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  1. Polygamy and Alcohol Linked to Physical Abuse in African Marriages

    African women in polygamous marriages or with alcoholic husbands have a significantly higher risk of being physically abused by their husbands than women in monogamous marriages or women whose husbands don't abuse alcohol, new research shows.

  2. Women Who Petition for Restraining Orders Against Abusers Typically See Decreased Earnings

    "Why doesn't she just leave?" is a timeworn question about women trapped in relationships with men who physically and/or emotionally abuse them. Economic dependence is clearly part of the story — many women lack the financial means to leave and find themselves trapped by both poverty and abuse.

  3. Using Identity Processes to Understand Persistent Inequality in Parenting

    Despite growing acceptance of a "new fatherhood" urging fathers to be engaged in family life, men’s relative contributions to housework and child care have remained largely stagnant over the past twenty years. Using data from in-depth interviews, we describe how identity processes may contribute to this persistent inequality in parenting. We propose that the specificity of men’s identity standards for the father role is related to role-relevant behavior, and that the vague expectations many associate with "new fatherhood" both contribute to and result from men’s underinvolvement.

  4. Field and Ecology

    This article offers a theoretical comparison between field and ecology, as developed by Pierre Bourdieu and the Chicago School of sociology. While field theory and ecological theory share similar conceptualizations of actors, positions, and relations, and while they converge in their views on structural isomorphism, temporality, and social psychology, they are quite different on several other scores: power and inequality, endogeneity, heterogeneity, metaphorical sources, and abstraction.

  5. Markets, Nature, and Society: Embedding Economic & Environmental Sociology

    Social scientists have drawn on theories of embeddedness to explain the different ways legal, political, and cultural frameworks shape markets. Often overlooked, however, is how the materiality of nature also structures markets. In this article, I suggest that neo-Polanyian scholars, and economic sociologists more generally, should better engage in a historical sociology of concept formation to problematize the human exemptionalist paradigm their work upholds and recognize the role of nature in shaping markets and society.

  6. The Price of Protection: A Trajectory Analysis of Civil Remedies for Abuse and Women’s Earnings

    We know men’s violence against women is costly. Yet, we know little about the costs—or benefits—of women’s efforts to end it. This study investigates the temporal dynamics of women’s earnings and petitioning for a Protection from Abuse (PFA) civil restraining order. Women’s earnings might rise or fall at the time of petitioning but quickly return to pre-petitioning levels, a short-term boost or shock; or, petitioning might precipitate a longer-term stall or upward shift in women’s earnings.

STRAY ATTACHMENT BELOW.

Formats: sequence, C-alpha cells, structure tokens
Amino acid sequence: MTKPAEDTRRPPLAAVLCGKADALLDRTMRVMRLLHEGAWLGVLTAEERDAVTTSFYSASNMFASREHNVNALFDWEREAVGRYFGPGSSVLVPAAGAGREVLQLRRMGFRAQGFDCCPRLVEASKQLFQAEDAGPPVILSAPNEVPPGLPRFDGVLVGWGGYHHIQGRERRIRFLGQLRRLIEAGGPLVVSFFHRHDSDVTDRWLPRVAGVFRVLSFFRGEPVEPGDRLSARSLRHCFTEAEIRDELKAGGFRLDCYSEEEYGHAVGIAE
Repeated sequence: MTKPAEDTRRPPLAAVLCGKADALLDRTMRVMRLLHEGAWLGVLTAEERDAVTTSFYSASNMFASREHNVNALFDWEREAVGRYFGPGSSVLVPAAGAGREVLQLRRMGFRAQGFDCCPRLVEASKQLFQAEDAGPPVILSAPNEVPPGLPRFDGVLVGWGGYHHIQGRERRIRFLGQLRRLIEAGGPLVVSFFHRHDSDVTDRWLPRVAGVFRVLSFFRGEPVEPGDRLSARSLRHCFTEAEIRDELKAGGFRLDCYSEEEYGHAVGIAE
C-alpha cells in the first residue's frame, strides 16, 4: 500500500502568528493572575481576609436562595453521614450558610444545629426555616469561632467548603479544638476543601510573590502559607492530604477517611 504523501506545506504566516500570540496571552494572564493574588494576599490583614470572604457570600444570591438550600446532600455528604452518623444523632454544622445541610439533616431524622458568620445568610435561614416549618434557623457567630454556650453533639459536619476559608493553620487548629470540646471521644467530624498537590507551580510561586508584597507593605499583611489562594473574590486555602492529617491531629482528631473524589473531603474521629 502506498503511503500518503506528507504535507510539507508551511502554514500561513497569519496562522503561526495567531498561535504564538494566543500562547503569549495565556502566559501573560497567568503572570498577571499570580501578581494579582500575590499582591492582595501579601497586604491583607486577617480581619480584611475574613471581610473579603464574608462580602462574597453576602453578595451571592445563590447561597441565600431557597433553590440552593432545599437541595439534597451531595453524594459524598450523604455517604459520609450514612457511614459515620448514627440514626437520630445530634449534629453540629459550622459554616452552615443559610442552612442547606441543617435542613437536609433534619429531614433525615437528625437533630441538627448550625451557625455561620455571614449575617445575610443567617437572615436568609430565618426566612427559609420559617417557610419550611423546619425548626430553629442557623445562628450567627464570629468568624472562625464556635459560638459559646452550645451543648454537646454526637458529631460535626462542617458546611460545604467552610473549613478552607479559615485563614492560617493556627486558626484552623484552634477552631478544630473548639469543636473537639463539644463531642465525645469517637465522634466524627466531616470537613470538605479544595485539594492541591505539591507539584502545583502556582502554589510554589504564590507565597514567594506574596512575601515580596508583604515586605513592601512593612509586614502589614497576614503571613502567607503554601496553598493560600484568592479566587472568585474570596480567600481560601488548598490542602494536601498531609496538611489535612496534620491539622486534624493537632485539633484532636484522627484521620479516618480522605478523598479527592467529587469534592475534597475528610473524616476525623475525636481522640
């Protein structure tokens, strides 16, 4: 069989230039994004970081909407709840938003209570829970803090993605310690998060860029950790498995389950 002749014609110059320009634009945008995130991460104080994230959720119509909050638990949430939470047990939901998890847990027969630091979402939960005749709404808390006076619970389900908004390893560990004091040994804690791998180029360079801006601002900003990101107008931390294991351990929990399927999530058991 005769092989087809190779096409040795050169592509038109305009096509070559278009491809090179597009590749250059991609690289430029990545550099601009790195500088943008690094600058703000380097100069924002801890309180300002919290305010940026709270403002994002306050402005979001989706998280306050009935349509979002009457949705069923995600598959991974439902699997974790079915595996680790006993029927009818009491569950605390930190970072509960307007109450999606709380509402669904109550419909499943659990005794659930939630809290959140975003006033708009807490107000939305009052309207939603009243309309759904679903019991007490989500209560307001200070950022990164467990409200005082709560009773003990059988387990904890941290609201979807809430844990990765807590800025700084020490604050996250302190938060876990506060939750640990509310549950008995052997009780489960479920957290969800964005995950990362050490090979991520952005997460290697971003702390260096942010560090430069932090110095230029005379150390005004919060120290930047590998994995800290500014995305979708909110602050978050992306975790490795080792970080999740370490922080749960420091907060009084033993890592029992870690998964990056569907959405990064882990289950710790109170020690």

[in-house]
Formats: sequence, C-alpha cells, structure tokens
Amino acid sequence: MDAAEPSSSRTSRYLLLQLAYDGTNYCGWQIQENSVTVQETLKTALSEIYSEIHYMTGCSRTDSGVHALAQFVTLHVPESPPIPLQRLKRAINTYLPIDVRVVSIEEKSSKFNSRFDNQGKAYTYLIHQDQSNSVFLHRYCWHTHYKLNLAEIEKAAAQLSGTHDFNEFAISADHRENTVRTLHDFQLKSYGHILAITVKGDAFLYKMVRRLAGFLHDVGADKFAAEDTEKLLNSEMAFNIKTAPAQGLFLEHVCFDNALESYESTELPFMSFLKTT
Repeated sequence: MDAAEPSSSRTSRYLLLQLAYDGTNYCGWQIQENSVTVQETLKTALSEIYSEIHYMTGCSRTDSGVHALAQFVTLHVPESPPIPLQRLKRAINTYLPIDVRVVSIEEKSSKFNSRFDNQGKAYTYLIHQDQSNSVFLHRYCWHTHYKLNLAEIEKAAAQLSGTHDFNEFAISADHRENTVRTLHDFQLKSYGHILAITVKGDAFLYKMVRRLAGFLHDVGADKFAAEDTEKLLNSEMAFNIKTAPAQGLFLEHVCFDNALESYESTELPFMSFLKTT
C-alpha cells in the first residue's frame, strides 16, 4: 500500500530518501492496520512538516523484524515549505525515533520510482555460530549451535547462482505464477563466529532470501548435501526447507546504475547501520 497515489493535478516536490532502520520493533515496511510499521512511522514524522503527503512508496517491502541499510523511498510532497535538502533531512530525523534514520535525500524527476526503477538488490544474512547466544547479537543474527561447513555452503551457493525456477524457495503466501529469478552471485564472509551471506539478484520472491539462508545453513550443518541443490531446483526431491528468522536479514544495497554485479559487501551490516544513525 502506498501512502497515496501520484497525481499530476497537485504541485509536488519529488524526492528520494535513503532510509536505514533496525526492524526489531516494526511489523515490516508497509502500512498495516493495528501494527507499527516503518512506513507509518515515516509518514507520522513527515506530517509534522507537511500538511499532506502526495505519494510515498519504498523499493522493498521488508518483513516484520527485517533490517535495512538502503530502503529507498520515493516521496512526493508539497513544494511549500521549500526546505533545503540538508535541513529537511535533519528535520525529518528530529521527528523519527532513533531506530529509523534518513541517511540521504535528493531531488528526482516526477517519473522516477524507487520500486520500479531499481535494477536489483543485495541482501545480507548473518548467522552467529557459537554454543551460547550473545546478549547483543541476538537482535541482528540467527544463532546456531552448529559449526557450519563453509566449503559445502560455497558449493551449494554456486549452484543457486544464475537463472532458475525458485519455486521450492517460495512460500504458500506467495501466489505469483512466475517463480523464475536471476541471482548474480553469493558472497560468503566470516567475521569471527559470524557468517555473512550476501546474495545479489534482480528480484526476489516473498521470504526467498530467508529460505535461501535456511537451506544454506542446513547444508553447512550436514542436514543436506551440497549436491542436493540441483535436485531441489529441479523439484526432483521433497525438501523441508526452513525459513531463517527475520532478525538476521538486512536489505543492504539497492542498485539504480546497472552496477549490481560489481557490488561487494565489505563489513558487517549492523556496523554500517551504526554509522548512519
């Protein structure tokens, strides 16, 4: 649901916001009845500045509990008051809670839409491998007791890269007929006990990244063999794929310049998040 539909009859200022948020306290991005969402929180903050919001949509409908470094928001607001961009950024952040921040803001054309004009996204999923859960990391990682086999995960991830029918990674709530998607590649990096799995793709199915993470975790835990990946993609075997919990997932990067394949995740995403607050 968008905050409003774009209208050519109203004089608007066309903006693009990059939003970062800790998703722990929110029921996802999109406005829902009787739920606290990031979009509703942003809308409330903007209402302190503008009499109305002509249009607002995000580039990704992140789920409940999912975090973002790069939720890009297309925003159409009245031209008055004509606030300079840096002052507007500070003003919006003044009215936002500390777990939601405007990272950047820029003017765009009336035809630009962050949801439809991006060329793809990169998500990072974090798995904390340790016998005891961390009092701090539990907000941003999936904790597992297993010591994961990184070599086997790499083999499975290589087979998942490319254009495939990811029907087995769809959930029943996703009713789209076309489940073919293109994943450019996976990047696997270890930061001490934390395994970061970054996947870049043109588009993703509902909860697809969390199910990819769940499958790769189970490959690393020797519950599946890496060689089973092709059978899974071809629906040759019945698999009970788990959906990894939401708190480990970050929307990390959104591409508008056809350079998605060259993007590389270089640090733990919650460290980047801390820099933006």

7. The Dynamics of Intimate Partner Violence and the Risk of Pregnancy during the Transition to Adulthood

    Using a reproductive coercion framework, we investigate the role of intimate partner violence (IPV) in pregnancy during the transition to adulthood. We use two types of data from a population-based sample of 867 young women in a Michigan county: a 60-minute survey interview with 2.5 years of weekly follow-up surveys, and semi-structured interviews with a subsample of 40 pregnant women. The semi-structured interviews illustrate the violence women experienced.
  8. The Civic Side of Diversity: Ambivalence and Belonging at the Neighborhood Level

    Although diversity has become a cherished ideal for Americans, a growing literature suggests that many are also ambivalent about lived experiences of diversity. Focusing on three historically homogeneous neighborhoods in Atlanta, Minneapolis, and Los Angeles, this paper explores the “civic talk” used to express this ambivalence through interrelated frames of social order and civic engagement. In all three neighborhoods, long‐term residents and neighborhood association members speak fluently about race, class, and other forms of diversity in their neighborhoods.

  9. Feeling at Home in the Neighborhood: Belonging, the House and the Plaza in Helsinki and Madrid

    Drawing on multisited ethnographic fieldwork in two historic, attractive, and socially mixed neighborhoods, Kumpula in Helsinki and Malasaña in Madrid, this paper examines what makes people feel at home (or not) in their neighborhood. Marrying the literatures on social belonging and materiality, we analyze the interactions through which local places, people, and materials become familiar and personal. We identify the house in Kumpula and the plaza in Madrid as “everyday totems” that weave local life and community together.

  10. Breaking Down Walls, Building Bridges: Professional Stigma Management in Mental Health Care

    Though most mental health care today occurs in community settings, including primary care, research on mental illness stigma tends to focus on hospitalization or severe mental illness. While stigma negatively impacts the health of those with a range of mental problems, relatively little research examines how providers work with clients to confront and manage mental illness stigma. Calling on 28 interviews with providers in a range of mental health care settings, this paper reveals providers’ roles in managing mental illness stigma.